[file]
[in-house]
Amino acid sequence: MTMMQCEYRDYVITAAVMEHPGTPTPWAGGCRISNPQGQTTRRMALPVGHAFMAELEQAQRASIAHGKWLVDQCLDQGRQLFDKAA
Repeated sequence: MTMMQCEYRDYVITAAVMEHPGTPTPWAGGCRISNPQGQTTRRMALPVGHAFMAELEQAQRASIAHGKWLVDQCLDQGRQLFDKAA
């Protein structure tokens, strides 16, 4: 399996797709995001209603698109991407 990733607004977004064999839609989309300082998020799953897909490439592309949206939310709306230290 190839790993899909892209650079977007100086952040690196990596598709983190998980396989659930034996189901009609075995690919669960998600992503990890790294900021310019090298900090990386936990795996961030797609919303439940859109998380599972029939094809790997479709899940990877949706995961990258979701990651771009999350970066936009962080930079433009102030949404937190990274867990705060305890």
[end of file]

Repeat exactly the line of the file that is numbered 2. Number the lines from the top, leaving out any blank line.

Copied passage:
Amino acid sequence: MTMMQCEYRDYVITAAVMEHPGTPTPWAGGCRISNPQGQTTRRMALPVGHAFMAELEQAQRASIAHGKWLVDQCLDQGRQLFDKAA